In the introduction to this series of articles, I briefly described a number of different aspects of dietary protein that go into answering the question what is a good source of protein. I’d mention again that ‘good’ in this sense can only be defined in a context-specific way. The protein that might be a good source under one set of conditions may not be a good source under another. That will make more sense as I go through the series.
Today I want to talk about the issue of protein digestibility; to keep the length down I’ll save speed of digestion for Part 3 of the series. Once again I’ll note that much of what will appear in this and subsequent articles in this series is being excerpted or paraphrased from The Protein Book, my complete look at the issue of dietary protein.
One final note: While The Protein Book is fully referenced, with over 500 research studies cited, I will not be citing references on this series of articles unless absolutely absolutely necessary.
A Primer on Protein Digestion
While the breakdown of protein begins in the mouth through the mechanical act of chewing, almost no actual digestion occurs there. Rather, chewed protein hits the stomach where digestion and breakdown occurs via hydrochloric acid and the enzyme pepsinogen.
The majority of protein digestion occurs in the small intestine where protein is broken down into smaller and smaller amino acid (AA, the building blocks of protein) chains via a variety of protein digesting enzymes. You can think of proteins as being a long chain of the AAs, the enzymes basically act like scissors, cutting the chains into smaller and smaller bits.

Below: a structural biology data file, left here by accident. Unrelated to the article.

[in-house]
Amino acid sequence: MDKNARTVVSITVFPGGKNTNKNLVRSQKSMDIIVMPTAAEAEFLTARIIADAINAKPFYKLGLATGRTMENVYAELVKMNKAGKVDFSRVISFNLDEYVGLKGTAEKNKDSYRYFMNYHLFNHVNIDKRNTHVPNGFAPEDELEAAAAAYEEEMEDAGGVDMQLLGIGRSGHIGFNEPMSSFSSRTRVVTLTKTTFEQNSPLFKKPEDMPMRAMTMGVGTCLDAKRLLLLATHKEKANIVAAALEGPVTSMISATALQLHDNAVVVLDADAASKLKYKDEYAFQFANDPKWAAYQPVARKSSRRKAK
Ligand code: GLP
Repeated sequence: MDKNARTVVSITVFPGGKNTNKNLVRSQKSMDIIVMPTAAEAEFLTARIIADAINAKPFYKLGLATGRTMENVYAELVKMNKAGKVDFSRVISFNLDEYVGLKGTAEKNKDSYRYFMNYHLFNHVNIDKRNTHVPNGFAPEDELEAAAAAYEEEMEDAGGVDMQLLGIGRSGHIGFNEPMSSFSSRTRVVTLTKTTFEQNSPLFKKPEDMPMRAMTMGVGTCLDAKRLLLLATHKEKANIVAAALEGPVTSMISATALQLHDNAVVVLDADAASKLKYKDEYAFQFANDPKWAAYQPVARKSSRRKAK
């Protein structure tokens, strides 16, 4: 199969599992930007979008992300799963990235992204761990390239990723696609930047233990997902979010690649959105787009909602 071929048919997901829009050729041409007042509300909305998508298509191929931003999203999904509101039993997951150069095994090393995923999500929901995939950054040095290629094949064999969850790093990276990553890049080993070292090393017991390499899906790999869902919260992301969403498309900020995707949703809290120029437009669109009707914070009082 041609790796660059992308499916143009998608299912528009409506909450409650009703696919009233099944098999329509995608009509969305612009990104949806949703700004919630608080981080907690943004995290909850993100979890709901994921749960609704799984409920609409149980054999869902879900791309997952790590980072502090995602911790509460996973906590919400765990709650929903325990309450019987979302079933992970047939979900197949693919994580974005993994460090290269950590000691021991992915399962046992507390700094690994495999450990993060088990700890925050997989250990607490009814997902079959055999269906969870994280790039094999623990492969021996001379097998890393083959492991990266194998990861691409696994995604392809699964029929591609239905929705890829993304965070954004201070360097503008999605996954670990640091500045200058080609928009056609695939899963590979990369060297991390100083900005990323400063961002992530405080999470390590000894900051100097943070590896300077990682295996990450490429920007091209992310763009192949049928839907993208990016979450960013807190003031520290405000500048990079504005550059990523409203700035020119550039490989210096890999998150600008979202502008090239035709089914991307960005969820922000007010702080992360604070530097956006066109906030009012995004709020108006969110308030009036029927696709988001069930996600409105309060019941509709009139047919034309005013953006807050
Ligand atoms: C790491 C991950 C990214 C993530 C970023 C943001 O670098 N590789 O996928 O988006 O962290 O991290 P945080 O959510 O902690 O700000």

Prior to absorption into the bloodstream, whole proteins have been broken down to provide single AAs along with two and three AA chains (called di- and tri-peptides); further breakdown occurs in the intestinal cells themselves, finally releasing individual amino acids into the bloodstream.
Generally speaking, AA chains larger than three in length will not be absorbed to any appreciable degree. I’d note that occasionally very small amounts of longer amino acid chains can slip through and this is especially the case in situations like leaky gut syndrome where the normal functioning of the gut has been compromised.
This is actually a very bad thing as the body tends to launch immune/allergic responses to the presence of undigested protein in the bloodstream; which is a big part of why the gut is set up to not allow larger protein chains into the bloodstream under normal circumstances.
Related to this is a recurrent idea, usually in sports nutrition, of supplements containing protein based hormones such as Growth Hormone (GH), Insulin-Like Growth Factor 1 (IGF-1) or others being orally consumed. This can’t work due to the way human digestion of protein works, such peptide hormones will simply be digested in the gut and lose their biological availability.
Let me put this a different way: major pharmaceutical companies have been trying to make an oral insulin (another protein based hormone) for diabetic treatment and have basically given up on it; it took weirdly functioning drugs and there were huge problems with implementation. If the big drug companies haven’t figured out how to do it, neither has the protein powder company claiming it in their ads.
So What is Digestibility?